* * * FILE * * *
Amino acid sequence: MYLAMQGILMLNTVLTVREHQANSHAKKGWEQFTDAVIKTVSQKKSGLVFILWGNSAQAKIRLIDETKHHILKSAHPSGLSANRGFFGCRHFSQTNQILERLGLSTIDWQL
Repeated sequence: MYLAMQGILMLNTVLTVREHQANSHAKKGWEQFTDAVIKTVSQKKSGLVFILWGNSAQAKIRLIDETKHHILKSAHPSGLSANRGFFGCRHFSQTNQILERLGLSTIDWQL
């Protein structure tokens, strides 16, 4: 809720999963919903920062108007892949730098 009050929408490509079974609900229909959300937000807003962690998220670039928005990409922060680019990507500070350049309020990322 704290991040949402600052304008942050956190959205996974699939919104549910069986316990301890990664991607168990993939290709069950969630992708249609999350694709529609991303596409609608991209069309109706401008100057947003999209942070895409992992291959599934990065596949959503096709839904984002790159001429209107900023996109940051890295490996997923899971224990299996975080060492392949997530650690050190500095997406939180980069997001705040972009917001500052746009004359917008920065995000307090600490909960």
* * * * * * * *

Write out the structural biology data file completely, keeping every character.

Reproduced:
Amino acid sequence: MYLAMQGILMLNTVLTVREHQANSHAKKGWEQFTDAVIKTVSQKKSGLVFILWGNSAQAKIRLIDETKHHILKSAHPSGLSANRGFFGCRHFSQTNQILERLGLSTIDWQL
Repeated sequence: MYLAMQGILMLNTVLTVREHQANSHAKKGWEQFTDAVIKTVSQKKSGLVFILWGNSAQAKIRLIDETKHHILKSAHPSGLSANRGFFGCRHFSQTNQILERLGLSTIDWQL
């Protein structure tokens, strides 16, 4: 809720999963919903920062108007892949730098 009050929408490509079974609900229909959300937000807003962690998220670039928005990409922060680019990507500070350049309020990322 704290991040949402600052304008942050956190959205996974699939919104549910069986316990301890990664991607168990993939290709069950969630992708249609999350694709529609991303596409609608991209069309109706401008100057947003999209942070895409992992291959599934990065596949959503096709839904984002790159001429209107900023996109940051890295490996997923899971224990299996975080060492392949997530650690050190500095997406939180980069997001705040972009917001500052746009004359917008920065995000307090600490909960």